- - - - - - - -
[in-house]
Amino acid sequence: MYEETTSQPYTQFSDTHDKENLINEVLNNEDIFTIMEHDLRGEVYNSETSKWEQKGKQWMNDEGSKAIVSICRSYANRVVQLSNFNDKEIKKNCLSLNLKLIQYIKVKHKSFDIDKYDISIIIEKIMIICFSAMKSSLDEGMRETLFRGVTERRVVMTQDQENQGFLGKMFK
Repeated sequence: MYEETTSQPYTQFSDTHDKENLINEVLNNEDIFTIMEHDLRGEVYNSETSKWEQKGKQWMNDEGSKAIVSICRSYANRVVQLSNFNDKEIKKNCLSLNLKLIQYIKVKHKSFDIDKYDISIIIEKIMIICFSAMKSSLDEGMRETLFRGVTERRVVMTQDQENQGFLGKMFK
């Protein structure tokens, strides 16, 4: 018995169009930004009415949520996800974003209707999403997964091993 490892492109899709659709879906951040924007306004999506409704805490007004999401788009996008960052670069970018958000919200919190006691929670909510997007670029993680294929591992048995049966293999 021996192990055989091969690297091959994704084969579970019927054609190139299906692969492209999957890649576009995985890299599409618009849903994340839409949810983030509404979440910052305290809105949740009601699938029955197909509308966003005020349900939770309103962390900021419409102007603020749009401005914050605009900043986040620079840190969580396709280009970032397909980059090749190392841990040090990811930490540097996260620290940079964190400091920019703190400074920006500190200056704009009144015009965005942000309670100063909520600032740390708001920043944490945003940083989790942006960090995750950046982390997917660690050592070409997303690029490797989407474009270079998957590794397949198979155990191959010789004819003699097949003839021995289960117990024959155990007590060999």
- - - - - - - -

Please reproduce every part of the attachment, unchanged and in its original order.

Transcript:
[in-house]
Amino acid sequence: MYEETTSQPYTQFSDTHDKENLINEVLNNEDIFTIMEHDLRGEVYNSETSKWEQKGKQWMNDEGSKAIVSICRSYANRVVQLSNFNDKEIKKNCLSLNLKLIQYIKVKHKSFDIDKYDISIIIEKIMIICFSAMKSSLDEGMRETLFRGVTERRVVMTQDQENQGFLGKMFK
Repeated sequence: MYEETTSQPYTQFSDTHDKENLINEVLNNEDIFTIMEHDLRGEVYNSETSKWEQKGKQWMNDEGSKAIVSICRSYANRVVQLSNFNDKEIKKNCLSLNLKLIQYIKVKHKSFDIDKYDISIIIEKIMIICFSAMKSSLDEGMRETLFRGVTERRVVMTQDQENQGFLGKMFK
């Protein structure tokens, strides 16, 4: 018995169009930004009415949520996800974003209707999403997964091993 490892492109899709659709879906951040924007306004999506409704805490007004999401788009996008960052670069970018958000919200919190006691929670909510997007670029993680294929591992048995049966293999 021996192990055989091969690297091959994704084969579970019927054609190139299906692969492209999957890649576009995985890299599409618009849903994340839409949810983030509404979440910052305290809105949740009601699938029955197909509308966003005020349900939770309103962390900021419409102007603020749009401005914050605009900043986040620079840190969580396709280009970032397909980059090749190392841990040090990811930490540097996260620290940079964190400091920019703190400074920006500190200056704009009144015009965005942000309670100063909520600032740390708001920043944490945003940083989790942006960090995750950046982390997917660690050592070409997303690029490797989407474009270079998957590794397949198979155990191959010789004819003699097949003839021995289960117990024959155990007590060999």